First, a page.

The Return of Regulation

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In the 1980s, Ronald Reagan and Margaret Thatcher made deregulation a guiding theme of economic policy in America and Britain, and much of the world followed along. Businesses were given new freedoms. In many cases, if rules were deemed necessary, firms were invited to regulate themselves. This empowerment of the market was usually advantageous, sometimes bungled, and nearly always controversial—but for years the trend was mostly one-way.

Now a major rethink is under way. Regulatory failure in banking and “shadow banking” is widely seen—even by onetime proponents of the light touch—as a main cause of the subprime-mortgage meltdown. A Republican administration hitherto committed to deregulation is calling a halt, and in mortgage-lending is proposing new rules.

A Democratic administration, if the country gets one, will surely do more, and not just in finance. Advocates of stricter regulation worldwide will sound more credible, and champions of market forces less so. For years, what drove deregulation were good results (in most cases) and a sufficiently widespread presumption that the idea made sense. The subprime crisis has overturned both. Regulation is back.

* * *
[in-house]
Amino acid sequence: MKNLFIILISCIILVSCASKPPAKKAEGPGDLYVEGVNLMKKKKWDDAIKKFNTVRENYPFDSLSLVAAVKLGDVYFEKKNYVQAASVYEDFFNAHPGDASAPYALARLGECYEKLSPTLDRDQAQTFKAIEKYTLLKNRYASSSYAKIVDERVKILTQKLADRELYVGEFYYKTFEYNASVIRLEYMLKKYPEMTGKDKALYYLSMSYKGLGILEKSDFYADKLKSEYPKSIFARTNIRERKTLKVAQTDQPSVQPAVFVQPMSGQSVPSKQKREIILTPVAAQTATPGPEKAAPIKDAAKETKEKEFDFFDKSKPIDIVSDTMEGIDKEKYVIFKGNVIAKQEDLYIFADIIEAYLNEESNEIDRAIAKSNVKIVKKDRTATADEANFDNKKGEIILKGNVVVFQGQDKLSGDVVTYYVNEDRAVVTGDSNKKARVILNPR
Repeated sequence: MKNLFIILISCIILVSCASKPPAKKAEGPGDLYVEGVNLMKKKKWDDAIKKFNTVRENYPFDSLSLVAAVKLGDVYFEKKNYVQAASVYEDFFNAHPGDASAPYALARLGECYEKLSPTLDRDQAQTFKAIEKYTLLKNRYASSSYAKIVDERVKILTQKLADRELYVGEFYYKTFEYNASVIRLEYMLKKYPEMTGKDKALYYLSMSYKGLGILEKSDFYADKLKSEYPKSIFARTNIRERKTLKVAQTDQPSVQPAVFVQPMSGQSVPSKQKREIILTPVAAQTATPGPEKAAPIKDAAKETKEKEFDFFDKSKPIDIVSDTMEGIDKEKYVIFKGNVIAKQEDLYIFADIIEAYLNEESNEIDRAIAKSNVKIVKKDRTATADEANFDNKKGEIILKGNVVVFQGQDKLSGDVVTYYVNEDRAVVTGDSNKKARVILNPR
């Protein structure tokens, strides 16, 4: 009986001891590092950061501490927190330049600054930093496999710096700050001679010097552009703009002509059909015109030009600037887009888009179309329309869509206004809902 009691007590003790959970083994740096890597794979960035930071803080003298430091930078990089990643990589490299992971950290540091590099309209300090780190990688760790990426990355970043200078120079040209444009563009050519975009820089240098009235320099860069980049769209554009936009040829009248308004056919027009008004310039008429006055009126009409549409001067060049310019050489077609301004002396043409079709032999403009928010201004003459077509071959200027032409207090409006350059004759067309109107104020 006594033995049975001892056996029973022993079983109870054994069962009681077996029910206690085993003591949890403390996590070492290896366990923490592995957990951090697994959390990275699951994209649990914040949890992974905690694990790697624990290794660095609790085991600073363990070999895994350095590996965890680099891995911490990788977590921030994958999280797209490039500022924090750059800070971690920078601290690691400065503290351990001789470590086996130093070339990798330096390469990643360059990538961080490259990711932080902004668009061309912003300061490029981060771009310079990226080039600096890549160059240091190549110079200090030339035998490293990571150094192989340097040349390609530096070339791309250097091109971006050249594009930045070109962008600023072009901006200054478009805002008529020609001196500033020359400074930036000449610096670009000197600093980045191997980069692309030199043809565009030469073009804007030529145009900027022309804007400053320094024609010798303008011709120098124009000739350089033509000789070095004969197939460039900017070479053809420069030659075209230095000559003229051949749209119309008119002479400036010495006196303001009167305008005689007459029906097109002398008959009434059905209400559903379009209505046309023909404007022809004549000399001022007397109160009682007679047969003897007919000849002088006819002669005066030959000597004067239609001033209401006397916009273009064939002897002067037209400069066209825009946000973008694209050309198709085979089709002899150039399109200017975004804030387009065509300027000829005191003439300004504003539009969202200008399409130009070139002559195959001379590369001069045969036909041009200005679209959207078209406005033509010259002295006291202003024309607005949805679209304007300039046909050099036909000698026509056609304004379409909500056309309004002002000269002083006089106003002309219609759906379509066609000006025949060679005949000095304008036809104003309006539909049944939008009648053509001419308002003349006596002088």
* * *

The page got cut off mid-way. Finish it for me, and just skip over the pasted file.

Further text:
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Clive Crook is a senior editor of The Atlantic and a columnist for Bloomberg View. He was the Washington columnist for the Financial Times, and before that worked at The Economist for more than 20 years, including 11 years as deputy editor. Crook writes about the intersection of politics and economics. More

Crook writes about the intersection of politics and economics.

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